In the late 1970s, a young man called Dilip Shanghvi, son of a Calcutta-based (now Kolkata) wholesale distributor of medicines, decided to set up a drug company. As for assets, he had his father's medicine shop (the sole Calcutta stockist of Torrent, the only Indian pharma company that focussed on psychiatry at the time), a few friends and a big dream.
Shanghvi started his business with a psychiatric drug, sourced from a local manufacturer, added more products in that speciality, and by 1983, set up his plant in Vapi, Gujarat. In 1994, Sun Pharmaceutical Industries became a public enterprise through stock exchange listing. Over the years, the company grew by leaps and bounds through innovative marketing, new products and specialities, expansion in new geographies, global and local acquisitions and highly rewarding investments. In 2013, after Sun acquired its domestic rival Ranbaxy, it became the country's biggest pharma company and the fifth largest speciality generic drug maker in the world. By 2015, its market cap swelled so much that Shanghvi became India's richest person, dethroning Reliance Industries Chairman Mukesh Ambani for a short while. The Reluctant Billionaire is the story of Shanghvi and the company he founded, passionately narrated by journalist Soma Das.
The '70s and the '80s provided a fertile ground for the country's first-generation entrepreneurs, many of whom built their businesses around medicine manufacturing, thanks to the change in India's patent law in 1970 that favoured generic competition. Sun was one of the many drug companies - Glenmark (1977), Biocon (1978), Dr Reddy's Laboratories (1984) and Aurobindo (1986), to name a few - which came into existence during this period. But none of them grew as big as Sun or made their respective promoters as rich as Shanghvi.
Is Sun's business model so different? Is Shanghvi, who prefers to shun press conferences and social networking, so special? The book attempts, somewhat successfully, to find answers to both questions. The biggest challenge that the author faced was to get a reluctant (hence, the title of the book) Shanghvi to talk about himself and narrate his version of his company's journey. When she realised his "inability to open up anymore in front of a stranger than what was required", she tried to understand his journey from his 'co-passengers'. The book is, thus, a neatly arranged compilation of the thoughts of over 150 friends, extended family members, rivals, present and former aides and business associates of Shanghvi.
The book has three parts. The first section (nine chapters) talks about Shanghvi's childhood, his friends and early partners, and the birth and growth of Sun Pharma. It offers a few glimpses of his business acumen, especially his ability to redefine the relationship between a physician and a pharma company by making it more personal, a practice that remains a grey area even today. The second part (six chapters) captures the company's growth and the pivotal role played by Shanghvi's brother-in-law, Sudhir Valia, a chartered accountant and a financial wizard. It was Valia who helped structure Sun Pharma's major acquisitions and almost all other profitable investments. Valia also identified some perfectly legal loopholes in existing laws which enabled Sun Pharma to pay fewer taxes while reaping huge profits, the book tells us. The third and final part describes the efforts that went behind the three major acquisitions which helped Sun Pharma grow. The fact that all three were distressed assets at the time of Shanghvi's takeover makes these narratives even more intriguing. The target companies mentioned here are Caraco in the US, Taro in Israel and Ranbaxy in India. Valia was there all along, but his presence is more strongly felt in the second part of the book.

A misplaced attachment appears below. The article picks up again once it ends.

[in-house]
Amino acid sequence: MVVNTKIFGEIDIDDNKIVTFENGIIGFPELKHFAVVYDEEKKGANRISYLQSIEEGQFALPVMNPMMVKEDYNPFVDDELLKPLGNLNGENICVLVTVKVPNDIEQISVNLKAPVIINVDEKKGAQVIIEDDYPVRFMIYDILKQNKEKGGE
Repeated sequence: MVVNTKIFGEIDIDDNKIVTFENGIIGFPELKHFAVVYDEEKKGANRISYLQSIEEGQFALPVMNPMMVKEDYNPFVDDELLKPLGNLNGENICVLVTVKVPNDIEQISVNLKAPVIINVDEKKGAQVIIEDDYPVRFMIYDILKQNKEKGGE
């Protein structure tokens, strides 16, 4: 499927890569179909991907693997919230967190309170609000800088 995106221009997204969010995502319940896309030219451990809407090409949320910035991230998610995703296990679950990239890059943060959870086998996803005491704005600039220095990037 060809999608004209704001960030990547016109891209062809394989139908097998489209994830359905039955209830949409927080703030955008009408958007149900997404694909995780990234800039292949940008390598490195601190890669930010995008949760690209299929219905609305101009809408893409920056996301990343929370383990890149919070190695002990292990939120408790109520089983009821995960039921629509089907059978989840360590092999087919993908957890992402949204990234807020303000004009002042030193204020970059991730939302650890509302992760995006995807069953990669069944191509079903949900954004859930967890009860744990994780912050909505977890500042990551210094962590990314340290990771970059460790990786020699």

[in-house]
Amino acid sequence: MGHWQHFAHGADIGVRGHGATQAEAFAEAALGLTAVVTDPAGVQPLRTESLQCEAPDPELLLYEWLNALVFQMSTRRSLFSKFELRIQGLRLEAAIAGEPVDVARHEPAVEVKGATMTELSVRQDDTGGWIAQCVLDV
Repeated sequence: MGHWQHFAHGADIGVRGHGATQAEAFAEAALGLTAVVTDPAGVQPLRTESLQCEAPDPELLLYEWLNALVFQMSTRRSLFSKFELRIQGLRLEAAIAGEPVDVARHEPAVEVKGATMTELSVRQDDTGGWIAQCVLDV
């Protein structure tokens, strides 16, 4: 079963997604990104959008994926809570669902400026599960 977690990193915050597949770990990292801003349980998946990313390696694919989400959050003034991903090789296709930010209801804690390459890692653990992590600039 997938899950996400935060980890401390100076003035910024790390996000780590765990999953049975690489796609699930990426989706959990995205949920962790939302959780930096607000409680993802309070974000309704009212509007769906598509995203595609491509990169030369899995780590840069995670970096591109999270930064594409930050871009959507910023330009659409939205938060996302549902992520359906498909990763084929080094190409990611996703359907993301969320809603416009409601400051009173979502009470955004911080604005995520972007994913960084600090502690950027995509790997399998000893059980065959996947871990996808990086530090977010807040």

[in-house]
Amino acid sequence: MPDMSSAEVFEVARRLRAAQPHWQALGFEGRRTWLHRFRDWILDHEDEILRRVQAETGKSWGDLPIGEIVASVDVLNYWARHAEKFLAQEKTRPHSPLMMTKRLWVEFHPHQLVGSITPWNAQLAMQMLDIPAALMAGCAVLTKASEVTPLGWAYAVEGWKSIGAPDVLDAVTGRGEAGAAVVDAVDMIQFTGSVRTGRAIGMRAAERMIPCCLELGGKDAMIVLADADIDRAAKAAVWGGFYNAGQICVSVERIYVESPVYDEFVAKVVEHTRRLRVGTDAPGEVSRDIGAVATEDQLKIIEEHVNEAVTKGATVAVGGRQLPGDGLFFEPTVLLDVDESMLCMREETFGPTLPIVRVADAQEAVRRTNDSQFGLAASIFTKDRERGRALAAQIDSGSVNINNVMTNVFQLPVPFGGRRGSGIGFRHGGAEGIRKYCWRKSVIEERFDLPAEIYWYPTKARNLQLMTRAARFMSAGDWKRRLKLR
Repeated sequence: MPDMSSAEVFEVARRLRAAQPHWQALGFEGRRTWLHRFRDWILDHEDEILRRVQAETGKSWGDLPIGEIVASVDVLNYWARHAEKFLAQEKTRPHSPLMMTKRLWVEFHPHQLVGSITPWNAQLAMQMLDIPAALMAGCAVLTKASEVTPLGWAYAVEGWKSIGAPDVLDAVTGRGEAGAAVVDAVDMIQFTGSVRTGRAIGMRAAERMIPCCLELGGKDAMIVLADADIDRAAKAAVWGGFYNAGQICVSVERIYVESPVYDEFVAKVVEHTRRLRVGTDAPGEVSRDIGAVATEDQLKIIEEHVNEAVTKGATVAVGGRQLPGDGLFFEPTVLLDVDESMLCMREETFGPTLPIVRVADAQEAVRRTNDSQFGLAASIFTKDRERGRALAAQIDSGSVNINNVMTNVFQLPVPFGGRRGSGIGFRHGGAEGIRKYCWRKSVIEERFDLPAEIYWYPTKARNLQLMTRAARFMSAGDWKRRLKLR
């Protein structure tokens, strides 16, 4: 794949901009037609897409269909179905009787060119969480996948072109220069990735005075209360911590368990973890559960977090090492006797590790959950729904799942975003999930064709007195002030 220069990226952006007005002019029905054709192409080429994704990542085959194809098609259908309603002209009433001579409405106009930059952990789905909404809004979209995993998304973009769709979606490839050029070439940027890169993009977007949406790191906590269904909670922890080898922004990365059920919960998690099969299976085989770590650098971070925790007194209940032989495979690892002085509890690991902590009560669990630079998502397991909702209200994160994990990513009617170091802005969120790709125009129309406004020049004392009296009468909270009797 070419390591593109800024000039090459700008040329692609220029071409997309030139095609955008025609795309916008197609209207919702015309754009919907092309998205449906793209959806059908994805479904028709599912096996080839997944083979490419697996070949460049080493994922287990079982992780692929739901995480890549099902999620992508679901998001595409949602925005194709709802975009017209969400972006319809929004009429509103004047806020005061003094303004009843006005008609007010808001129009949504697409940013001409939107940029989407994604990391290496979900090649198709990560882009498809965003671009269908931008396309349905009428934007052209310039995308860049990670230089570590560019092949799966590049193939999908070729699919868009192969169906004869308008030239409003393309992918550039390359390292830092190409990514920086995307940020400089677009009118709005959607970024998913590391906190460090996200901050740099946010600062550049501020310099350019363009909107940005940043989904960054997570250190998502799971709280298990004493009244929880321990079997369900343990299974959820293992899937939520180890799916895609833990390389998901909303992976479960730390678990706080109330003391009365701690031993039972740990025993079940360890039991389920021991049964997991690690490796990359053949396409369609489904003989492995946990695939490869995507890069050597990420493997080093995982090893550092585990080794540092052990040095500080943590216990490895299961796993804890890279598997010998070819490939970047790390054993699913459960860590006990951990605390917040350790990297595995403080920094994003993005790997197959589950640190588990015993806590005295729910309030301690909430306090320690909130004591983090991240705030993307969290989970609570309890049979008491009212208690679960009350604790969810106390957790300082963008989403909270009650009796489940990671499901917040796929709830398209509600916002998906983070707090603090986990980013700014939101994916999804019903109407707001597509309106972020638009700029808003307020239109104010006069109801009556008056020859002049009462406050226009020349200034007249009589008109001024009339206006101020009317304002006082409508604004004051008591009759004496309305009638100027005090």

Das has done an excellent job of putting together the information she could gather - both ups and downs of Sun and Shanghvi - in a reader-friendly format. She has also added a list of dramatis personae but failed to provide a detailed timeline of either Sun's or Shanghvi's growth trajectory. In fact, the actual timeline was not always there. For instance, Shanghvi got married in 1982, a year before Sun was officially incorporated. And given the expanse of names, facilities and locations, there should have been photographs as well. I would have loved to see the Kolkata location of Sun Pharma - the address (57/2A, Paddapukur Road, Calcutta 700025) printed on the first strip of tablets manufactured by the company.
It is a definitive book by Das, not a hagiography. But is it a definitive biography of Shanghvi? It seems so, although, given the little endorsement he has given for so many observations in the book, he can always discount it as the handiwork of an overenthusiastic author, a well-known and stock defence.